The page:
Most times people associate elephants with Africa but Africa is not the only continent home to elephants. There are elephants in Asia and they are endangered. Asian elephants once thought to have numbered about 200,000 at the beginning of the 20th century, are now reduced to a population of about 40,000. There are three subspecies of Asian elephants – the Indian, the Sumatran, and the Sri Lankan. Majority of the remaining Asian elephants reside in India. Habitat loss and fragmentation, poaching, and human wildlife conflict are threats to the Asian elephants. Although their African counterparts are not endangered, they are on the IUCN list of vulnerable species.

three person watching whale on beach

6. Blue Whale

The blue whale is the largest animal on the planet. They grow to 80-100 feet long and can weigh up to 200 tons which is approximately the size of 33 elephants! They are also one of the loudest animals in the world. Their calls reach 188 decibels and blue whales can hear each other up to 1000 miles away. They are also mammals and the baby whales stay in their mother’s womb for close to a year. Aggressive whaling in the 1900s pushed the blue whales to the brink of extinction. It is estimated that between 1900 and mid 1960s, 360,000 blue whales were killed. Today there are only about 25,000 individuals left. Although whaling was banned in 1966 the blue whale still faces threats such as pollution, collisions with ships and getting ensnared in fishing gear.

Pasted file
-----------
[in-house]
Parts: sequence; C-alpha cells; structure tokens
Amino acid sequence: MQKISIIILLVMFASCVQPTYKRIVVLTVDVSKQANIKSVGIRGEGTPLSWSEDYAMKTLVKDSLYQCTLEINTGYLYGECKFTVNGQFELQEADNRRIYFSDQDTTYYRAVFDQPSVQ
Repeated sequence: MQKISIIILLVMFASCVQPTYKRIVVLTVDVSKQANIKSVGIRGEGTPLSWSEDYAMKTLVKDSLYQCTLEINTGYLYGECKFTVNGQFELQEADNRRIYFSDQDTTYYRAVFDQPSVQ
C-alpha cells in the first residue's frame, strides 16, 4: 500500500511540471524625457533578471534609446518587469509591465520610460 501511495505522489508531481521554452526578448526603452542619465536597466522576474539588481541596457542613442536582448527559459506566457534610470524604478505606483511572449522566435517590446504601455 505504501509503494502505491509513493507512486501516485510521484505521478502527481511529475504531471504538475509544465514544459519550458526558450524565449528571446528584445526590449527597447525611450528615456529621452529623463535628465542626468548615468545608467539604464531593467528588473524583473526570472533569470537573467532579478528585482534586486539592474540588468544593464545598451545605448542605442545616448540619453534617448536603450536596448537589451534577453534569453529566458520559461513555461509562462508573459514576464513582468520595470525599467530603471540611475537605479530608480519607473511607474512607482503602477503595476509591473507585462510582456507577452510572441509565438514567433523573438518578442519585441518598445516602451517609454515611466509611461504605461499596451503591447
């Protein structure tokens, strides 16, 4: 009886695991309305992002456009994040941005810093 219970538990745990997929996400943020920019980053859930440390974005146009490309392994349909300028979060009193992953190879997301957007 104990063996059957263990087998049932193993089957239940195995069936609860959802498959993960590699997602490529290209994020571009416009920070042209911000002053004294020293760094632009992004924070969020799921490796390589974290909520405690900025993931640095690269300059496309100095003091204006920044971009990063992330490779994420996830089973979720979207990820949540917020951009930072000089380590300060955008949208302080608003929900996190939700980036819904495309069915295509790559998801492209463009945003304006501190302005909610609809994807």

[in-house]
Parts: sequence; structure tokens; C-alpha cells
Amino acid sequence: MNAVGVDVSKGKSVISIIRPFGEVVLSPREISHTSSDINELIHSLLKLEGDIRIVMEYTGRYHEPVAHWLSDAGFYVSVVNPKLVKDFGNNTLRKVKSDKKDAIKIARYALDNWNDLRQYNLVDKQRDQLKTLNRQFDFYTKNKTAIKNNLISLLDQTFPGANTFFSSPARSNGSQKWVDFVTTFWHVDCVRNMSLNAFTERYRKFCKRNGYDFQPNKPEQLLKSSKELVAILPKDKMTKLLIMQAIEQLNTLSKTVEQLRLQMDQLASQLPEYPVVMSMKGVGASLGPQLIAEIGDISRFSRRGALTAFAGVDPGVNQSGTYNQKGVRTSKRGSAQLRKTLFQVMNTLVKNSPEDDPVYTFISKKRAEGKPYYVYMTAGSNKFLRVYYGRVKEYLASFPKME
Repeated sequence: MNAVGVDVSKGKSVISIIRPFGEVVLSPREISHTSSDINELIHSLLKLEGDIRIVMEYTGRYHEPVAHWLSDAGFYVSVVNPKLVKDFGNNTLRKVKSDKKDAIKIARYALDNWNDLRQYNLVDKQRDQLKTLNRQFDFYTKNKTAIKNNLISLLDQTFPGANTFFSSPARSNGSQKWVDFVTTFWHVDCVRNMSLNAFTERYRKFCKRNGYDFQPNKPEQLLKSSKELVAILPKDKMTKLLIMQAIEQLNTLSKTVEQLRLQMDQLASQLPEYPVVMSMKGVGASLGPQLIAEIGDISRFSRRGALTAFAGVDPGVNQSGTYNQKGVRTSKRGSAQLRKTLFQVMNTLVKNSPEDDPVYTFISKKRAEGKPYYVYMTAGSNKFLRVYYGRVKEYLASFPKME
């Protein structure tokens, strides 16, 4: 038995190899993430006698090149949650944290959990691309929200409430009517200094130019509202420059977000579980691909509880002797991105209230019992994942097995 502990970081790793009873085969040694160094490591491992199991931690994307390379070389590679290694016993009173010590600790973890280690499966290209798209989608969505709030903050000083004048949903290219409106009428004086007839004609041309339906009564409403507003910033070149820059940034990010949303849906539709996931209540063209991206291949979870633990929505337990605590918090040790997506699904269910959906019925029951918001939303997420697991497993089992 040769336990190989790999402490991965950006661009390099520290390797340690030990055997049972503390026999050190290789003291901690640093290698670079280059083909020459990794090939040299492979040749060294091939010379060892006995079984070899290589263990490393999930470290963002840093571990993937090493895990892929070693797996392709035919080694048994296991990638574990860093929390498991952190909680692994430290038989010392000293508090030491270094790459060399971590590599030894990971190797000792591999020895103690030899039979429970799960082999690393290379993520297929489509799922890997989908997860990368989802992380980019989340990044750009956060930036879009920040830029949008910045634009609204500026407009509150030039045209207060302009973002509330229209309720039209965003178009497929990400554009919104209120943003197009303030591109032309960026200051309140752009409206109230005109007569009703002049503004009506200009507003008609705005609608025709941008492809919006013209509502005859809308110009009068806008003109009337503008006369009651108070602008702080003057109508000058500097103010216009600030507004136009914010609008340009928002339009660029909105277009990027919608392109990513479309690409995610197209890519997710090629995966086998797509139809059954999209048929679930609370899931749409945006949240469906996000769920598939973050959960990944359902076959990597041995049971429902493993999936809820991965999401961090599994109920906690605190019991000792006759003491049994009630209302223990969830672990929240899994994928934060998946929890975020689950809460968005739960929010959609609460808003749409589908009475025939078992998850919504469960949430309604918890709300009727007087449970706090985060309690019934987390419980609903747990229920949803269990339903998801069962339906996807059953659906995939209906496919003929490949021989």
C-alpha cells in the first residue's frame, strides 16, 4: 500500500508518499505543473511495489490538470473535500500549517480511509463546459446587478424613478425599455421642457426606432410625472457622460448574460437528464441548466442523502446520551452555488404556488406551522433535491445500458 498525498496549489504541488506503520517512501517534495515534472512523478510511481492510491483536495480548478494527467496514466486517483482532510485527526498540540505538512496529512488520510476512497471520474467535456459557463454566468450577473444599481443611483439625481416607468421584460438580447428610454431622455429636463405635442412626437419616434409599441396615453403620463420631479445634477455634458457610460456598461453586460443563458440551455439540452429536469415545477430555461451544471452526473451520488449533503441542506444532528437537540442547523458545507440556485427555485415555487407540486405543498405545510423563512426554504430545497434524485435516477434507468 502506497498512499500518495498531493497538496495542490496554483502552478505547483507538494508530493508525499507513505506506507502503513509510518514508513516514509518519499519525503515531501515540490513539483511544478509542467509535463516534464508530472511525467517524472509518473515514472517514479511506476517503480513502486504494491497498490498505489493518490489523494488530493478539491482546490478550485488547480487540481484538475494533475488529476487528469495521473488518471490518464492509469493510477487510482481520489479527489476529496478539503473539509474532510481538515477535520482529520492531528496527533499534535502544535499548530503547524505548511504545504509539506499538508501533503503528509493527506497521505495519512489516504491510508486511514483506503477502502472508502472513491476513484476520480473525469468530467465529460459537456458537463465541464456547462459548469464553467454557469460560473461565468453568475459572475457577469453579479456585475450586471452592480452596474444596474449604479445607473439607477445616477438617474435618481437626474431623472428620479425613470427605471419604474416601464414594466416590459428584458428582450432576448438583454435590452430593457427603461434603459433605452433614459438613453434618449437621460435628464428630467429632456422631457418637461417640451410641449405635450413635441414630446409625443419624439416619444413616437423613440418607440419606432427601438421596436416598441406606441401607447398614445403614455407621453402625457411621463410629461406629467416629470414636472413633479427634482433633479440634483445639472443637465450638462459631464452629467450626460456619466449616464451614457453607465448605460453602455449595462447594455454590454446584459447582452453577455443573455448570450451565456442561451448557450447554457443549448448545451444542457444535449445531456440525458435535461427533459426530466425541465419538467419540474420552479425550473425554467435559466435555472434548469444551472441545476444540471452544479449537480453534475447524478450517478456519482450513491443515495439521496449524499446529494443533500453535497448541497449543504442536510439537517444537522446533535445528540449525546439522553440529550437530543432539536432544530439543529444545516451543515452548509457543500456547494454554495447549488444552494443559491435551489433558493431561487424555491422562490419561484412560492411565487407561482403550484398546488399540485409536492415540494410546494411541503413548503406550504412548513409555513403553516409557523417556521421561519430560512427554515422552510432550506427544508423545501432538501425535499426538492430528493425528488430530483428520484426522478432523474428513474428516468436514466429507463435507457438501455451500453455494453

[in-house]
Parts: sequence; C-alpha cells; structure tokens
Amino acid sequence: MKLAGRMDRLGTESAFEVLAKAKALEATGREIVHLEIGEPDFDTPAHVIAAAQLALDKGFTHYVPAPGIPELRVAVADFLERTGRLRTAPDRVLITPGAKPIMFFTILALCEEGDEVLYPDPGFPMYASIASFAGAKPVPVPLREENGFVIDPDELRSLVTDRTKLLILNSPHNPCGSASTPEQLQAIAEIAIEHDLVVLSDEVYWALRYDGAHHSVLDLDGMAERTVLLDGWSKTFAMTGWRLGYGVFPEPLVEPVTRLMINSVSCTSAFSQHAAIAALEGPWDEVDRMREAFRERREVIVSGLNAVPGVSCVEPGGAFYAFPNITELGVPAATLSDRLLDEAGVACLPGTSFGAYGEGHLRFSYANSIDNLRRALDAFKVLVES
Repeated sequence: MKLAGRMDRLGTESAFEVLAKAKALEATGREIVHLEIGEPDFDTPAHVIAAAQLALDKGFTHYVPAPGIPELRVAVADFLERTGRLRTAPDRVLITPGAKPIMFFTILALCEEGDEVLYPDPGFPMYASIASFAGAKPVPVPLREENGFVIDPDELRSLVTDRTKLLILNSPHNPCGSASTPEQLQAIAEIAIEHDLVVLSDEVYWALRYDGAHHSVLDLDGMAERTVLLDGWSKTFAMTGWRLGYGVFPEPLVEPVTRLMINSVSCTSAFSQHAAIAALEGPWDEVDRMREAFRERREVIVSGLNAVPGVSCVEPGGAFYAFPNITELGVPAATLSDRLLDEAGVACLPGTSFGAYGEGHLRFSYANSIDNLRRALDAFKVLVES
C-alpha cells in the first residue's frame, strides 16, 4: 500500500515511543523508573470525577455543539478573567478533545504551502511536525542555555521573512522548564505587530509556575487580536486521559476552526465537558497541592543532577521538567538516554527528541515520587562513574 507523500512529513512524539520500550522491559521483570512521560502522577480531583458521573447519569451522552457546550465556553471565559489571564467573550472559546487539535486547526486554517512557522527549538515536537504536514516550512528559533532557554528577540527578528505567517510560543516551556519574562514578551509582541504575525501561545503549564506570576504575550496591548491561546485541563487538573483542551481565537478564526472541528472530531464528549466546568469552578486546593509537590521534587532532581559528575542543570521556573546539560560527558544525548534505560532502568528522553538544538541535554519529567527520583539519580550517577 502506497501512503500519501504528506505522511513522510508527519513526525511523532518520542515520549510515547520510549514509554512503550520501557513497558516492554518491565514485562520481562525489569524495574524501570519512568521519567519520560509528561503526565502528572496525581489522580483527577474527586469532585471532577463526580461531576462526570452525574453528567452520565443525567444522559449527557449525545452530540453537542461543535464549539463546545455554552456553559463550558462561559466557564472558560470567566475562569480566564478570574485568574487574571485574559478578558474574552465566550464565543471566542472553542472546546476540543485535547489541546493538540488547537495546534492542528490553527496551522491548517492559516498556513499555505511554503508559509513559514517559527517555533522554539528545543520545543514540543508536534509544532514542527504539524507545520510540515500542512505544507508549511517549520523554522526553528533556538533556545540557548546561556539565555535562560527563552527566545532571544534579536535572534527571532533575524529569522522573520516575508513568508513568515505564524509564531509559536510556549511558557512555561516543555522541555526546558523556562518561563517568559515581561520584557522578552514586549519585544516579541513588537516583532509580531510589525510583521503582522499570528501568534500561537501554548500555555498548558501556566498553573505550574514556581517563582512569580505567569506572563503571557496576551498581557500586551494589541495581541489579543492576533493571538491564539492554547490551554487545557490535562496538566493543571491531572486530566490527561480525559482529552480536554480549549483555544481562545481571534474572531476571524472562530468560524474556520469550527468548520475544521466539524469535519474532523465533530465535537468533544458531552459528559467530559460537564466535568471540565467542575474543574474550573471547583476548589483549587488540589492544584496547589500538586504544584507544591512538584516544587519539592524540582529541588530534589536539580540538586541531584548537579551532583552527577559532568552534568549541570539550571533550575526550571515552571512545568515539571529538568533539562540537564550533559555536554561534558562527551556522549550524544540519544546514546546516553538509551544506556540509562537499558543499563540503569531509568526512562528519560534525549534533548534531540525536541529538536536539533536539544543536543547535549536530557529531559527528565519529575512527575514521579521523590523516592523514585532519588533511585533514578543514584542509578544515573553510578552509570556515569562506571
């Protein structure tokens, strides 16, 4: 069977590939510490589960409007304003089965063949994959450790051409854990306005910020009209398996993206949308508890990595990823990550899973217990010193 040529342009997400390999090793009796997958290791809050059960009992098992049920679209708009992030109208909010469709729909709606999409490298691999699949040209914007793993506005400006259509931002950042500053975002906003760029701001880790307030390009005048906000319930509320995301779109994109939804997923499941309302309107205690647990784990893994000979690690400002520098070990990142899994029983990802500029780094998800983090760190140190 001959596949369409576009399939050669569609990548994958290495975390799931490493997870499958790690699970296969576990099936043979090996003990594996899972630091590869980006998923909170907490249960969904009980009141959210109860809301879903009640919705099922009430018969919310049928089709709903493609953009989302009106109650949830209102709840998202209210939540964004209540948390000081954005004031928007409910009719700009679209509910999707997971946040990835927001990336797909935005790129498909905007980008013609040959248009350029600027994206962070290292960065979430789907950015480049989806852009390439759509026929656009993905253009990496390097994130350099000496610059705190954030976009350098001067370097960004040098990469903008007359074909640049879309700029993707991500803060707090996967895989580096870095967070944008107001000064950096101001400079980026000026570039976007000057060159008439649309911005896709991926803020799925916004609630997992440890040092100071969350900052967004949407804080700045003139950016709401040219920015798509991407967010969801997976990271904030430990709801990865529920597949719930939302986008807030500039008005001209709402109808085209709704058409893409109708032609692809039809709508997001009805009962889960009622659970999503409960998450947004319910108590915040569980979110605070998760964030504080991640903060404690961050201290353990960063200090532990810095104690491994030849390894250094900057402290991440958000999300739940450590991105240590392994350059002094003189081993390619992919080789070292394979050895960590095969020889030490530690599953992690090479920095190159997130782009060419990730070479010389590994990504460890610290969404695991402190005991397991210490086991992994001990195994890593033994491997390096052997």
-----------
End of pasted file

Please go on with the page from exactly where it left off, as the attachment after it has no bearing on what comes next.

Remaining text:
gray rhino on gray grasses at daytime

7. Rhinoceros

There are only five rhino species surviving today – Black, White, Indian, Javan and Sumatran. Two of the species- the Javan and the Sumatran rhinos are critically endangered. There are only about 72 Javan rhinos left and less than 100 Sumatran rhinos. Poaching is the major threat to the rhino’s survival. The demand for rhino horns keeps increasing despite the ban on international trade in rhino horns. Habitat loss is also another reason for the decreasing rhino population. 



Videos on Endangered Animals


10 Endangered Animals that May Soon be Extinct



        Rarest animal in the world (documentary)                                 



What can we do to save these animals

We published an article on Wildlife Conservation and Threats to Wildlife It will give you an idea of the threats to wildlife and the consequences for us, and additionally, the efforts that have been, and are eing made to conserve wildlife.

You will find more interesting details in this short video below.